Camera test: iPhone 12 Pro Max vs. Mate 40 Pro vs. Xperia 1 II vs. Galaxy Note20 Ultra
Rear camera hardware
Let's do it the other way around and start with the iPhone - after all, that's the one we've been waiting for to get this shootout going. The 12 Pro Max has an exclusive setup, one that builds on top of the 12 Pro's, and features a new primary camera and tweaked telephoto.
The primary camera features the first major upgrade to be seen on an iPhone in a long time - it still uses a 12MP sensor, but now, it is 47% larger than before and with bigger, 1.7µm pixels. The lens still has a 26mm equivalent focal length and an f/1.6 aperture, but this time around, it's not stabilized. Instead, this camera uses sensor-shift stabilization, moving the imager around in its plane to compensate for body shake.
Improvements can be seen in the telephoto too - it now offers slightly longer reach up to 2.5x. The lens has a 65mm equivalent focal length (up from 52mm) and an f/2.4 aperture (marginally dimmer than the 12 Pro non-Max' f/2.2) and is stabilized. This camera supports PDAF, but what it cannot do is Night Mode.
The ultrawide camera on the iPhone 12 Pro Max is the same that you'll find on every model in this year's lineup, and it's nothing special against competitors either. It uses a 12MP sensor with 1.0µm pixels, placed behind a 13mm f/2.4 lens. The focus is fixed, and there is no stabilization whatsoever, not that OIS ultra wides are really a thing. This camera, like the main one, supports Night Mode.
There's also a LiDAR Scanner, which some might call the iPhone's fourth camera. It assists the main and portrait cameras with detailed depth maps for portraits and faster autofocus in low-light conditions.
If we're counting auxiliary bits, the Mate 40 Pro's rotary phone dial-like camera cluster has a laser for autofocus, but that's hardly what's most important here. The Mate comes with a new ultra-wide camera, which now uses a 20MP sensor with a conventional Bayer RGB filter array instead of the 40MP Quad Bayer unit on the P40 Pro. It's not as wide as competing efforts - it has an 18mm equivalent lens, but it can autofocus, unlike the Samsung and Apple ones. An unusual detail is that the sensor has a native 3:2 ratio - like on a conventional camera, instead of the more squarish 4:3 units on most smartphones.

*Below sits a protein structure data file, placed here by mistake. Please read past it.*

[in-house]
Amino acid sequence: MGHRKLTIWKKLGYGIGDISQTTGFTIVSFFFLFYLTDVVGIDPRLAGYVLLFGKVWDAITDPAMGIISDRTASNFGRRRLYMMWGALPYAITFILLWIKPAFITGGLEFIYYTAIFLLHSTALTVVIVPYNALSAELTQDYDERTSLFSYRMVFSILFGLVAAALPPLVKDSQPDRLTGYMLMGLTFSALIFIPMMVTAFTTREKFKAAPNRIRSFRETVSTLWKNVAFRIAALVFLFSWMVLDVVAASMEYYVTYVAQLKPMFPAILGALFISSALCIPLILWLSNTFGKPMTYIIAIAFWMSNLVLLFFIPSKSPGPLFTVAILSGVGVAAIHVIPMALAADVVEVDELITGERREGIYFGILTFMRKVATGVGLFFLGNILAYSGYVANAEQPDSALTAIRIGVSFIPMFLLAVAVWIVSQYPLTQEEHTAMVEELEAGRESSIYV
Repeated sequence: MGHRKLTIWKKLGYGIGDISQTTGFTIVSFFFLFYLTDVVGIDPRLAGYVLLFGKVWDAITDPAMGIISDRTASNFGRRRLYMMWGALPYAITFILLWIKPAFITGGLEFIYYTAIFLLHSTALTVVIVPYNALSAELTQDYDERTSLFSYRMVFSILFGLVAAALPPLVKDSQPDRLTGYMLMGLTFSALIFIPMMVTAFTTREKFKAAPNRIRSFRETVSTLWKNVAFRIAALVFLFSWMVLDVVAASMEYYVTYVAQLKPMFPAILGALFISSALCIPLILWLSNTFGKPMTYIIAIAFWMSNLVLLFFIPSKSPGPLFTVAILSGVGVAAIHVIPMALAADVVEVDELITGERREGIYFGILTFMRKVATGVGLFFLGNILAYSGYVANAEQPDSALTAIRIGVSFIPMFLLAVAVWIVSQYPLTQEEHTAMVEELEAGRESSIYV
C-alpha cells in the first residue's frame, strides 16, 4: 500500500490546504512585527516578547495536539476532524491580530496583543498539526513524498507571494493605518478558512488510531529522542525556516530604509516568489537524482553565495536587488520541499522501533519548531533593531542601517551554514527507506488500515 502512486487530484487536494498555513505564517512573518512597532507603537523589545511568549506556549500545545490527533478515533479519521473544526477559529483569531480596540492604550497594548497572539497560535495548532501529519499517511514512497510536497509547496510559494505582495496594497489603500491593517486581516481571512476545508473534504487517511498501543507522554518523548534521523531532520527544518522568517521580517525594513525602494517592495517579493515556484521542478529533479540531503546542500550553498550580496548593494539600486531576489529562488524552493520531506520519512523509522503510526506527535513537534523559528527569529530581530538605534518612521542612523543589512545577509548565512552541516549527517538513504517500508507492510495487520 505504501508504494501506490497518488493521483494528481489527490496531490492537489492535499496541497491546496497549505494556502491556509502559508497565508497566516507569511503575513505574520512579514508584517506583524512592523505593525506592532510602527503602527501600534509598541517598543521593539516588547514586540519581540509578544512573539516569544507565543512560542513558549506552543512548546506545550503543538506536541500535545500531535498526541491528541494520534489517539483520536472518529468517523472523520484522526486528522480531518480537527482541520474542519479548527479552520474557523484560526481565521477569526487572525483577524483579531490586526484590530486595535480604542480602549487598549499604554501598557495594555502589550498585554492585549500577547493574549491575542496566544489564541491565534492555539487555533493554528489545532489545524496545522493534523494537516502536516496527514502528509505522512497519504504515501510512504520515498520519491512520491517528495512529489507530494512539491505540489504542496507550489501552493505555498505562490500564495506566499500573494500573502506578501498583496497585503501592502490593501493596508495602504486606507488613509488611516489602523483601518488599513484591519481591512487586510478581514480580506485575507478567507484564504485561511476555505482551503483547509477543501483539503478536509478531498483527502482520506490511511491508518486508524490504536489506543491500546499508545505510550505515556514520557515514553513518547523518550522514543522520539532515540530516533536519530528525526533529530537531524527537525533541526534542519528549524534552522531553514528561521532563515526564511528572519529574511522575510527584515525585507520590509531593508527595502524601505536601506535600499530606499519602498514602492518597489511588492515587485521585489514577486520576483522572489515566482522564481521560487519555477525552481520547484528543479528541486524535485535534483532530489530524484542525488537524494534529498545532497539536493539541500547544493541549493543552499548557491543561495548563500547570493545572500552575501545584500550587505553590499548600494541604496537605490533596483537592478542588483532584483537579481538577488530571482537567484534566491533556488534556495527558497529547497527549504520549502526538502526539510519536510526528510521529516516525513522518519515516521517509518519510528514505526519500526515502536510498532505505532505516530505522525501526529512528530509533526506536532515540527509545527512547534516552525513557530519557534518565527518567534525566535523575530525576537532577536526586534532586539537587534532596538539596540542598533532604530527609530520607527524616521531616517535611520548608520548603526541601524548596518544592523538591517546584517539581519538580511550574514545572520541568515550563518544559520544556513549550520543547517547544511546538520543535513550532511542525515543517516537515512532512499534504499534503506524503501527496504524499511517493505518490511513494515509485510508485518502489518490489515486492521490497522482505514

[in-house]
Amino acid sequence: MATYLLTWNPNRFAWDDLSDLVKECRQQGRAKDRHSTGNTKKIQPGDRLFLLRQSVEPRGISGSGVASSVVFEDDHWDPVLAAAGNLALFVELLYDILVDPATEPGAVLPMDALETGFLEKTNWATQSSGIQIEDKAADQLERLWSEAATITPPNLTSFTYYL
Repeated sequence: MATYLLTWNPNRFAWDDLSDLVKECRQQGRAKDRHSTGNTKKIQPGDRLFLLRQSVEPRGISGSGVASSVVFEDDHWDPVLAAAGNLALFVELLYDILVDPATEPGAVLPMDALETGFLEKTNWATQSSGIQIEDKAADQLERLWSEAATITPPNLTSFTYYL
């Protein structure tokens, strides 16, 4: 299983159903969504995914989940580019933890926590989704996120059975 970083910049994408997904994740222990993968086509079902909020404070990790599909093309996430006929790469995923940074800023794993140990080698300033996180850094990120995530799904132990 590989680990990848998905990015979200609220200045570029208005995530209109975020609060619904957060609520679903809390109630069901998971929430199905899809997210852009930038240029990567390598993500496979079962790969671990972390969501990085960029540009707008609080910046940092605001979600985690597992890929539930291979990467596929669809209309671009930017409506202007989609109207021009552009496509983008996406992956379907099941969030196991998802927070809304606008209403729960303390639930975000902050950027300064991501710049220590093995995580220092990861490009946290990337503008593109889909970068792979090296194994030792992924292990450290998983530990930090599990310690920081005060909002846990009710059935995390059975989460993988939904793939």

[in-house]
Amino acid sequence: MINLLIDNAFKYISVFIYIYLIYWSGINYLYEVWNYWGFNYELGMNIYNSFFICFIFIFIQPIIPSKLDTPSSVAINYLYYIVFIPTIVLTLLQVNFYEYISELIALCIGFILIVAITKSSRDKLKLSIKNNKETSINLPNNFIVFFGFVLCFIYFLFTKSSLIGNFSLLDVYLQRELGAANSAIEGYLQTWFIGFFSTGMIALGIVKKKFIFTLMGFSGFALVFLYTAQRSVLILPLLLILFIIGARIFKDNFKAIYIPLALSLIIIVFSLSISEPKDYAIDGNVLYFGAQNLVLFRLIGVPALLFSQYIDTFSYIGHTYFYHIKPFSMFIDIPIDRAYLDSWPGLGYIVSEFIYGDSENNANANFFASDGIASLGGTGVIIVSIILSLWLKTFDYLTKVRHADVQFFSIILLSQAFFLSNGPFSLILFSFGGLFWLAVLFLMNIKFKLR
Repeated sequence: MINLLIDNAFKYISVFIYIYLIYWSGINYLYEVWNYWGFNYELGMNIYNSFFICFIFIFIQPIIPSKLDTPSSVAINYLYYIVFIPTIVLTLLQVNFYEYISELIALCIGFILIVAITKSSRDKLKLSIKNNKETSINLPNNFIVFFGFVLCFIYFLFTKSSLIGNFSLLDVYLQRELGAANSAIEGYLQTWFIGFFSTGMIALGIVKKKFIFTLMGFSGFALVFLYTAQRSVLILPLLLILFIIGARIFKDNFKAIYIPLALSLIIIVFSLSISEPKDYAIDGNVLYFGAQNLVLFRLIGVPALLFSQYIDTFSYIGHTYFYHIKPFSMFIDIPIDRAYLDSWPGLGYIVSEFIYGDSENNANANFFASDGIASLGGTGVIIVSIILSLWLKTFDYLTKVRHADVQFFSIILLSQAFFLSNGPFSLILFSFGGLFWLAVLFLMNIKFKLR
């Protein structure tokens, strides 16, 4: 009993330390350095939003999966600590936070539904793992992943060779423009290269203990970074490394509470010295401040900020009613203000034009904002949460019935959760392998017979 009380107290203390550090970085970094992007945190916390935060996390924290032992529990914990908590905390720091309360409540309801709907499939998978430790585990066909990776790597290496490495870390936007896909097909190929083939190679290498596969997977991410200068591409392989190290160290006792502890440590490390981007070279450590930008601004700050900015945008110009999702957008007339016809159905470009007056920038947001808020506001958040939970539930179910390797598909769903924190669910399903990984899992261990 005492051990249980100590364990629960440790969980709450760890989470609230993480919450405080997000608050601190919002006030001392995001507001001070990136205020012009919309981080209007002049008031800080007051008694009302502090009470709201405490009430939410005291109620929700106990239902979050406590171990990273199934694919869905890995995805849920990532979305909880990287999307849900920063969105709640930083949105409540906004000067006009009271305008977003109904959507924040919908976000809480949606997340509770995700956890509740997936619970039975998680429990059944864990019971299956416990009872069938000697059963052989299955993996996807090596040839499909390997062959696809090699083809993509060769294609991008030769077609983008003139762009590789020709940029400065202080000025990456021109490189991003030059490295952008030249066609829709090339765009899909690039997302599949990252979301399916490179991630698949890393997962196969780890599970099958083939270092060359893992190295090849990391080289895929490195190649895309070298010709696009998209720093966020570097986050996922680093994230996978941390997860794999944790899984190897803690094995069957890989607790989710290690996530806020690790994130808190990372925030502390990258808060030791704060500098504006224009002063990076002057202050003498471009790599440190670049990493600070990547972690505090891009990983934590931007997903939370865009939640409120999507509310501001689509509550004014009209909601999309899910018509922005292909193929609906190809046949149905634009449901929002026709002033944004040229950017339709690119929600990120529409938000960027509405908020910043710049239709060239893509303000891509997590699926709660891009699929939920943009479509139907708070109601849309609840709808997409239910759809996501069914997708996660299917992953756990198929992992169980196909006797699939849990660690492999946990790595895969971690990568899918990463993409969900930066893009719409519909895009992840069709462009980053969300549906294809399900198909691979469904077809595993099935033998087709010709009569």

The primary camera is the 50MP one introduced on the P40 Pro, and it packs a 1/1.28" sensor, the largest of this group. An RYYB (red-yellow-yellow-blue) Quad Bayer type color filter is on top of the 1.22µm photosites making for a 2.44µm binned pixel size. The lens in front has an f/1.9 aperture and a 23mm equivalent focal length, though, for one reason or another, the default 12MP pictures come out with a small crop to 27mm. This camera has no OIS for some reason - a major difference compared to the P40 Pro, so we will be keeping an extra eye on how that may be affecting it in the low-light section.
The 12MP telephoto cam uses a stabilized periscope lens that delivers a focal length of 125mm or 135mm depending on whether you trust the official specs or the EXIF data in the photo files, effectively meaning 5x zoom. The f/3.4 aperture may sound quite dim compared to the Note20 Ultra's f/3.0 tele, but those numbers do need some real-world testing.
Since we already mentioned the Galaxy Note20 Ultra's periscope, let's elaborate on that. It uses a 12MP sensor with 1.0µm pixels - nothing too fancy. The 120mm equivalent lens is stabilized too, just like on the Mate.
The main camera on the Note relies on the 108MP 1/1.33" Nonacell sensor introduced with the S20 Ultra. It bins nine 0.8µm pixels into one large 2.4µm one and outputs 12MP images - nona-binning as Samsung calls it. The lens in front has a 26mm equivalent focal length and an f/1.8 aperture and is stabilized - probably easier than shifting that sensor around.
The ultra-wide-angle module is hardly impressive, much like on the 12 Pro Max, though the Galaxy does out spec the iPhone. A 12MP 1/2.55" sensor (1/3.6" on the iPhone) with 1.4µm pixels is placed behind an f/2.2 aperture lens that should deliver a 120-degree field of view. There's no autofocus on this one either, boo.
The Xperia 1 II does have autofocus on its ultra-wide camera and, similarly to the autofocusing ultra-wide on the Mate, it's not quite as wide as the fixed-focus units on the iPhone and the Galaxy. Sony quotes the focal length at 16mm equivalent, and there's a 12MP 1/2.55" sensor with 1.4µm pixels behind that - same numbers as on the Note.
The main cam has a 24mm equivalent lens with an f/1.7 aperture. It features optical image stabilization - Sony may be doing some of that sensor-shifting on its mirrorless camera bodies, but not on the phones just yet. Not quite a mirrorless camera size, the sensor on the Xperia is still properly big in smartphone terms 12MP 1/1.7" unit with 1.8µm pixels - it makes for a similar configuration to what the iPhone has for its main cam.
The 12MP telephoto cam with the 70mm equivalent focal length apparently uses a 20MP 1/3.4" Samsung S5K3T2 sensor, and some cropping is somehow involved. The lens is stabilized; that much is clear.
This is just Sony's stupid idea impregnated into the Sony fanboys brain leftovers. No serious photographer will ever consider a smartphone for serious photography. It's all Sony's bluff, propaganda and excuse for inability to implement...
- 07 Jun 2021
https://youtu.be/18cAPhfjTzs Please watch this link. I watched this review. And to be honest I think on this site reviews are made by amateurs. Obviously Xperia is for the people who know about photography.
- 04 Jun 2021
Completely agreed with it. I'd keep Xperia 1 II just for design and sound quality. Everything else is mediocre or worse than that.
- 21 May 2021